Our veggie line-up from my Green Thumb Fever post has changed slightly.  Last night we planted peppers (hot and sweet), tomatoes (Heinz), cantaloupe, butternut squash, cucumbers, zucchini, Casper (white) pumpkins, assorted gourds,  and Cinderella pumpkins. 

Cinderella Pumpkin - http://www.highgroundorganics.com/csa-program/csa-membership-information/veggie-picture-dictionary-i/

Soon we'll finish with with carrots, beats, a larger variety of pumpkins, Indian corn, and sweet corn.  We do buy a certain type of sweet corn.  It's called Illini.  The seeds aren't exactly cheap and can be difficult to find, but we've had really good results with that type over the years.  Aside from having the pleasure of walking right out to the garden to get corn that you know is  going to be delicious - you can only eat so much of it, we'll also freeze it. 



Illini - http://www.reimerseeds.com/illini-xtra-r-sweet-corn.aspx

I can't wait to do a post about how we prepare it for freezing.  It's relatively simple, and I'll give you a hint:  since we pick so much of it at once (remember, large projects), we utilize our turkey deep fryer.  The deep fryer comes with an enormous  stock pot (the pressure canner and cold pack canner also  sit perfectly on the burner's frame).  We'll boil the corn all at once if we can (outside on the deck, of course), let it cool enough to handle it by hand, and run it over a corn cutter that sits over another pot.  Scoop into freezer bags, and DONE.  I'll be sure to take pictures when we do this.  I can't begin to explain the difference between the frozen corn from the garden versus what's on the store shelf in a can, especially during the winter months.  I can barely stand store-bought canned corn anymore.  You may think I'm spoiled, but after all the work of getting that corn in the first place, I say I'm far from it.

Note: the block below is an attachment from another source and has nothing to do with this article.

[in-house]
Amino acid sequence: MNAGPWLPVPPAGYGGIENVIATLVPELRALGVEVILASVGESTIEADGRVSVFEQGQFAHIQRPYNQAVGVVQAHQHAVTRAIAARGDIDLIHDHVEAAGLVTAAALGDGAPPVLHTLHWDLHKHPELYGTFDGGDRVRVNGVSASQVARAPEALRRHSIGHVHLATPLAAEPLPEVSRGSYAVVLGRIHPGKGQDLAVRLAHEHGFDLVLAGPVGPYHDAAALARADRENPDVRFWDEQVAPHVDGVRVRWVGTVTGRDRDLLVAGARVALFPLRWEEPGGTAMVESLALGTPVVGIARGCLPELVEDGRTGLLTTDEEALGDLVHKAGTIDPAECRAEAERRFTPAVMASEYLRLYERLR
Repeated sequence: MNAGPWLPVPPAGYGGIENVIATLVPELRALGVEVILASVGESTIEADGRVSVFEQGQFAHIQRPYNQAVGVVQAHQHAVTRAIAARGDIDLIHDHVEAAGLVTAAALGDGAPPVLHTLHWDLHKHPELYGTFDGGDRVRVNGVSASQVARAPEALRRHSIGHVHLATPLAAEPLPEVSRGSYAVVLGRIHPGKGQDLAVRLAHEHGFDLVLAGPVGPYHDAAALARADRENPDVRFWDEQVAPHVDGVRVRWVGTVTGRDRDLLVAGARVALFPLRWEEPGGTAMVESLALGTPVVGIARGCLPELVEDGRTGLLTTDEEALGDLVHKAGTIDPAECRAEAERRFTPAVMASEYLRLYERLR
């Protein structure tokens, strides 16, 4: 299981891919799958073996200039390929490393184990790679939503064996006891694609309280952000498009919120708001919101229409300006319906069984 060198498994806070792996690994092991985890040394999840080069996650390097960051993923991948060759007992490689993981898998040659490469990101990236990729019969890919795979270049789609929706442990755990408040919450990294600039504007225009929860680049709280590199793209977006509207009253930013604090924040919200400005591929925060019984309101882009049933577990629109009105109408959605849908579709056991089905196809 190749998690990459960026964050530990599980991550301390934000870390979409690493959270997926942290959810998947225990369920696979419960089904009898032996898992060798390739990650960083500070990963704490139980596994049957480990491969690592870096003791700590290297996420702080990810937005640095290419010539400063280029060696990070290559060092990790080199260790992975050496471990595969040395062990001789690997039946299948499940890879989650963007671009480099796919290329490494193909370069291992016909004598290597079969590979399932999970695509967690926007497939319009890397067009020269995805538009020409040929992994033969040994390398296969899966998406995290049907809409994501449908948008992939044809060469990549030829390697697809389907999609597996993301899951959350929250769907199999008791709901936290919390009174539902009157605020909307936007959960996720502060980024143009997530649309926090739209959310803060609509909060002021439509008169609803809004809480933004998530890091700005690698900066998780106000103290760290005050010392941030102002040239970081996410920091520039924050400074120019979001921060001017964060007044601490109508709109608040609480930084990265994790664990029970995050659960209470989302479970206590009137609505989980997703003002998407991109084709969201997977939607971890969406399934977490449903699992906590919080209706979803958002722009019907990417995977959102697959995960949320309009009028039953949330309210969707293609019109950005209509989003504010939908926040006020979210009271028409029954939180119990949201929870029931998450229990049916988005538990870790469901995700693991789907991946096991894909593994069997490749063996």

As soon as the remaining seeds are purchased, the planting party will be over.......

Then the weeding party begins!

P.S.  Tonight is craft night.  Can't wait to get started with my new supplies from Fancy Gap!

Monday, May 21, 2012

Fancy Gap UPDATE!!!

Our girls trip to Fancy Gap, Virginia was a blast!  So many great memories have been made, but....

Remember from my last post that I stated that when we usually get together, something odd generally happens?

Well, odd would be an understatement.  Get your banjo out, because after this one you'll know what song you'll want to play!